The lactose content of the milk used for cheesemaking also matters, although not as much. While it’s not as determinative as aging, were you to make three cheeses the exact same way, one with cow’s milk, one with sheep’s milk, and one with goat’s milk, you’d have three cheeses with different lactose content. In general, cow’s milk contains the most lactose and goat’s milk contains the least, with sheep’s milk somewhere in the middle, although this can be breed dependent. But when in doubt, if you’re going for a fresh cheese which is going to be higher in lactose anyway, try to stick to goat’s milk cheese. Fortunately, many traditional fresh cheeses are made from goat’s milk and fresh chèvre is delicious! Just keep in mind that fresh cheese will have the highest lactose content across all cheese styles, but if you’re determined to enjoy some, then stick to goat. Goat’s milk is also made up of smaller particles: the fat and protein molecules are smallest in goat’s milk, so your body digests goat’s milk 20% faster than it does cow’s milk. This has nothing to do with lactose, but sometimes it’s easy to confuse lactose intolerance with general difficulties digesting dairy.

Cheese Enjoyment Game Plan

If you’re at the grocery store, this should be easy. Grocery labels require certain nutritional values to be printed, and one of those is sugars. And guess what? The sugars in cheese are lactose. If the label says zero sugar, then you can be assured it’s a lactose-free cheese. According to the aforementioned review, most people with lactose intolerance can consume up to 12-15 grams of lactose per day. Most cheeses contain less than one gram of lactose per ounce, so even if you were to eat a whole pound of cheese a day (that’s a lot, but you do you!), you will probably only consume about 2 grams of lactose.

If you’re visiting Tria, we always have something for you to enjoy. Check out the Stoic category on our cheese menu, where you’ll find primarily aged and firm cheeses, often 4-12+ months in age, which implies almost no lactose. Even the Approachable category cheeses will be semi-firm and generally aged 2-4 months, meaning little to no lactose is likely. If you’re unsure, ask your server about the texture of the cheese; a firmer, dryer texture is a great indicator. On the Tria menu now, we recommend Nutcracker from Yellow Springs Farm, which is a goat cheese aged about 3+ months and Mrs. Quicke’s Cheddar, a traditional British clothbound cheddar aged 1+ year. Our cheese portions at Tria run on the generous side (more cheese = better cheese), but even so, if you order both of these on the board and don’t share (no judgement!) you’ll almost certainly consume less than a gram of lactose.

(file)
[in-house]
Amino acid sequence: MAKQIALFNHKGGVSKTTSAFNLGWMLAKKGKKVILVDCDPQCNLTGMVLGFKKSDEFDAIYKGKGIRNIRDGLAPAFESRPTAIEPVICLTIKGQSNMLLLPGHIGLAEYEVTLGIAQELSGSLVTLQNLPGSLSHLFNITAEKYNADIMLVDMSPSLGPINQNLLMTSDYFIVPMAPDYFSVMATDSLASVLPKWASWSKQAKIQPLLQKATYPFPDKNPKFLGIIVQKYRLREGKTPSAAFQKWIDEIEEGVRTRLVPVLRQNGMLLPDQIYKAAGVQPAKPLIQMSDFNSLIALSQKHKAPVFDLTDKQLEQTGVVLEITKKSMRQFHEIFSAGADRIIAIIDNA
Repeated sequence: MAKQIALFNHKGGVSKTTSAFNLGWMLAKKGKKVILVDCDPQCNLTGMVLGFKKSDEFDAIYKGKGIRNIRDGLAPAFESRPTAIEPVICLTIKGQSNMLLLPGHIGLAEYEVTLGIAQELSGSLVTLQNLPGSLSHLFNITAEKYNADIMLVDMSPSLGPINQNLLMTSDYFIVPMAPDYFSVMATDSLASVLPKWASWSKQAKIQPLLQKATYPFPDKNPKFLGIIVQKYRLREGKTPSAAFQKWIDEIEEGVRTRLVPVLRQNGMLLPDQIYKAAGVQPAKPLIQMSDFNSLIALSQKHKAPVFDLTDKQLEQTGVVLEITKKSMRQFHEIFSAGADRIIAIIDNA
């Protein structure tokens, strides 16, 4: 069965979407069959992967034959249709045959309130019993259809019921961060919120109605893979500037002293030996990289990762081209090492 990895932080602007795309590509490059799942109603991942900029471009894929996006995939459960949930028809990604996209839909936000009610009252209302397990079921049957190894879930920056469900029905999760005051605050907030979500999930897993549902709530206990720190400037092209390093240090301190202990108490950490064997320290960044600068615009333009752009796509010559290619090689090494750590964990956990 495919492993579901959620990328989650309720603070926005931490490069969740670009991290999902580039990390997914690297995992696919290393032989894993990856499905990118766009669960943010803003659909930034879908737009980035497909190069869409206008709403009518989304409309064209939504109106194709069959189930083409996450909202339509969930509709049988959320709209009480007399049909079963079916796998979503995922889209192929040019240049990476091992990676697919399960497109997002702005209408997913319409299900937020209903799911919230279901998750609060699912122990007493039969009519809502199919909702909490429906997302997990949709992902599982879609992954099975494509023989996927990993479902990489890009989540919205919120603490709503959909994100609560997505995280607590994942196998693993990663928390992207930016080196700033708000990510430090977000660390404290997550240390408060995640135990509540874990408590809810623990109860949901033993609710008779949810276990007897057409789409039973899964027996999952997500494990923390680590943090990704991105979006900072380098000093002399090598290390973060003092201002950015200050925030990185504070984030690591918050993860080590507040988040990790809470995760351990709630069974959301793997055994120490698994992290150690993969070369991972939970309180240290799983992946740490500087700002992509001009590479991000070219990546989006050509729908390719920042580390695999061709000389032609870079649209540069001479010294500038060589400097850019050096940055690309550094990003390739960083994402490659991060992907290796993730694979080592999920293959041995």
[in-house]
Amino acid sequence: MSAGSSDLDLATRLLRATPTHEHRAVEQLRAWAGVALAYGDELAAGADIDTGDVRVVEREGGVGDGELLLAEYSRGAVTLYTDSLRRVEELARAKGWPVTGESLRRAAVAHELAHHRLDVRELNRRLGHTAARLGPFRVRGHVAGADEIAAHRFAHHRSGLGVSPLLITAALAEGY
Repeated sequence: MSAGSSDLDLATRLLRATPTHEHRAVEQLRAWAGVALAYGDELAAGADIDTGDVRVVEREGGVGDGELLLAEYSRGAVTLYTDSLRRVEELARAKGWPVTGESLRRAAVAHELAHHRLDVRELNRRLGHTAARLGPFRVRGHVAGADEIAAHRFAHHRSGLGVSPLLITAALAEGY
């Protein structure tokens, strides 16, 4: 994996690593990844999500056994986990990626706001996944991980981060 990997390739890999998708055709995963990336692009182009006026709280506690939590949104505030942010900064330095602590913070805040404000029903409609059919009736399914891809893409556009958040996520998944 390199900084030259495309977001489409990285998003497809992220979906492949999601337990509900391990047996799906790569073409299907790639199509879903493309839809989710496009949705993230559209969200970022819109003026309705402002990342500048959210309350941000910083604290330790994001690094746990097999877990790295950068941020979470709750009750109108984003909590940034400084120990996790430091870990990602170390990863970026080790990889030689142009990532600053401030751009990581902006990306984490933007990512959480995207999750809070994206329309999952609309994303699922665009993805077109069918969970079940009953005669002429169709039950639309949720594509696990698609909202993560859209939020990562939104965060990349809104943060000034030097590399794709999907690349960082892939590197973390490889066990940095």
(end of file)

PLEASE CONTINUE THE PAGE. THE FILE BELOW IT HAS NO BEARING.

Our neighbors at Di Brunos will give you excellent advice at their cheese case, but some pregame suggestions include locally made St. Malachi from our friends at The Farm at Doe Run in Coatesville or Dutch Brabander Goat Gouda.

Say Cheese!

Anecdotally, I did a genetic test that tells me I’m lacking the necessary lactase enzyme to process dairy, but I am the Fromager at Tria (aka Cheese Queen) and you bet I eat my weight in cheese regularly. So fear not. Try aged cheeses. Try goat cheeses. Try aged goat cheeses! (Keep an eye out for Aged Goat Gouda that rotates onto the Tria menu.) Proceed with caution but enjoy. Above all, listen to your body. Your dairy dream is possible even if you’re lactose intolerant.

Note: This is not medical advice. Please consult a medical professional before altering your diet.

Claire Adler, Tria Fromager